Back to the Future on Mercer Street

June 4, 2018

The facade of 155 Mercer Street in 1856 and today

After a long and meticulous renovation and restoration, Fireman’s Hall, at 155 Mercer Street, opened as Dolce & Gabbana, the high-end Italian fashion brand, on April 11. As a retail space, the store is quite impressive. D&G’s designers went all out, creating curated graffiti-covered walls as a backdrop to (tastefully?) garish furniture.

Interior of the new Dolce & Gabbana store in SoHo

The façade of the building has been carefully reconstructed to (almost) what it looked like when it was built in 1855, including the carved sign above the second floor window that reads “Firemen’s Hall.”

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The Saint of SoHo

May 15, 2018

Razing the Church of St. Alphonsus Liguori at 310 West Broadway, now the Soho Grand Hotel, Harry Pincus 1981

This amazing photo, part of a series of the razing of the Church of St. Alphonsus Liguori taken by artist Harry Pincus in 1981, tells many stories. It tells us that there used to be a church where the SoHo Grand Hotel is today. It reminds us that the twin towers once stood downtown until they didn’t. It is proof that West Broadway was once home to a community of German Catholics and then at some point became a victim of urban decay and that it is now an affluent street with a high-end hotel. Read the rest of this entry »

SoHo Photos

March 31, 2018

Boys playing at Houston Street lot (image: Nancy Eder)

Ever since I put out a call for SoHo photos, I’ve received all kinds of images, of people, places, events from the 1970s through the present. I’ve included a selection below (click on any photo to view as slideshow), the beginning of what I hope turns into a much larger collection that encompasses as many SoHo stories as possible.

Please continue to send images to yukie@sohomemory.org, and please include a caption with place and date.

Enjoy! Read the rest of this entry »

Canal Street Artists and Fleas

March 3, 2018

Two Stores on Canal Street ca. early 1980s (photo: Susan Fortgang)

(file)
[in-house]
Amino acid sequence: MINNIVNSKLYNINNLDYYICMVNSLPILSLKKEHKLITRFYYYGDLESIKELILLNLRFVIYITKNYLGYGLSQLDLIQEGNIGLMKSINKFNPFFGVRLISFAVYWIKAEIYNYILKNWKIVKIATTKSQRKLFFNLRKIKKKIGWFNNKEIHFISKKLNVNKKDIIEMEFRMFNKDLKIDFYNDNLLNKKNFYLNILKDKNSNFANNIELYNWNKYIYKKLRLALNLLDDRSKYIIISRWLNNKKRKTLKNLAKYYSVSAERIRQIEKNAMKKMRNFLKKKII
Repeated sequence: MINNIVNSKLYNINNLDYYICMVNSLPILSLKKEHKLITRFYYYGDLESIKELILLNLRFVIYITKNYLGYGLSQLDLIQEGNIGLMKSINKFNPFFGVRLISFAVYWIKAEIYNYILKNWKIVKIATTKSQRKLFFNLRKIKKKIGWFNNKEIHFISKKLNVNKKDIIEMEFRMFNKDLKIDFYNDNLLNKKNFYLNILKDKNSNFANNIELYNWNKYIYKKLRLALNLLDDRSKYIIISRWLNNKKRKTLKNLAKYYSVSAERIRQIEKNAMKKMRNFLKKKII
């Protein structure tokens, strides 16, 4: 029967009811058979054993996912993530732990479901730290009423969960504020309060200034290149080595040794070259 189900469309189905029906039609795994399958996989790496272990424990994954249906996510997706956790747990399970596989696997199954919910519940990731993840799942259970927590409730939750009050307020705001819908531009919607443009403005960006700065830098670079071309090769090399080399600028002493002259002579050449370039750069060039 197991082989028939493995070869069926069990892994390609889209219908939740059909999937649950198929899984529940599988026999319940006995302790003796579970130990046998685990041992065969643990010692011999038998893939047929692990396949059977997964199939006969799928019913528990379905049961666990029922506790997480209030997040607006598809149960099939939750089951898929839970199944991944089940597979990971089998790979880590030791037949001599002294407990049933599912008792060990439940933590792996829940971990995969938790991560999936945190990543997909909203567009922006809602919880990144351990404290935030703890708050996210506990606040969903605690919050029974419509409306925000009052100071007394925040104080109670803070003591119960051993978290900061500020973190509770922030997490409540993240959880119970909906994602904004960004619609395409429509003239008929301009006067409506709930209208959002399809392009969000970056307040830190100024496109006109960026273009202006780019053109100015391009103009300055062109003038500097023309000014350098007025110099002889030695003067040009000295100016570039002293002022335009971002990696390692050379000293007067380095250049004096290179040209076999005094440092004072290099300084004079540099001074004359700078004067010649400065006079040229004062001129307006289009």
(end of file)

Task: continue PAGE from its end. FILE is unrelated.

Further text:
Today I would like to share a collection of photos I received recently. These photos and their captions by artist Susan Fortgang capture Canal Street in the 1980’s and 1990’s when it was a lawless flea market free for all. Her in-depth descriptions tell the story of a bygone era that straddled the old and new SoHos and shows us an up-close look at a street that had a culture all of its own, an invaluable addition to our image collection!

Thank you to everyone who has submitted photos to the SoHo Memory Project Photo Archive thus far. For those of you who would still like to submit photos, it’s never too late! Please send photos to yukie@sohomemory.org, or email me or share a Dropbox folder. Read the rest of this entry »

Sweeping SoHo

February 3, 2018

Trash on Wooster Street in the early 1970s (photo: Jaime Davidovich)

If you haven’t heard yet, SoHo has a new “neighborhood improvement” group, an all-volunteer-run nonprofit called CleanUpSoHo dedicated to keeping SoHo streets clean. I, for one, have seen a huge improvement lately.

Our once relatively rubbish-free sidewalks became dotted with discarded shopping bags, coffee cups and food containers after the Association of Community Employment Programs for the Homeless (ACE), subsidized by its founder, SoHo resident Henry Buhl, stopped cleaning our streets in the fall of 2016 due to funding challenges. And the problem only worsened as the weather got warmer and tourist season ramped up in the spring and summer of 2017.

SoHo is no stranger to trash talking. In the early-1970’s, after it became public knowledge that artists were living in SoHo’s then-manufacturing buildings, the SoHo Artists Association (SAA), a neighborhood advocacy group, lobbied for curb-side pickup of residential trash. Before then, because SoHo was not zoned for residential use, the City of New York Department of Sanitation (DSNY) did not pick up household trash. Residents had to find creative ways to dispose of their trash — often illegally depositing it in public trash bins and commercial dumpsters. Businesses often complained, and artists were fined if trash was traced back to them through discarded mail with their name and address. Read the rest of this entry »

SoHo Guide

January 6, 2018

Happy new year!

As we enter year eight of The SoHo Memory Project, I thought we would revisit some of the many businesses that have come and gone from our community. This image gallery features a selection of advertisements placed in issues of the annual SoHo Guide, published by the SoHo Partnership. All of these advertisements date back to the mid-1990s.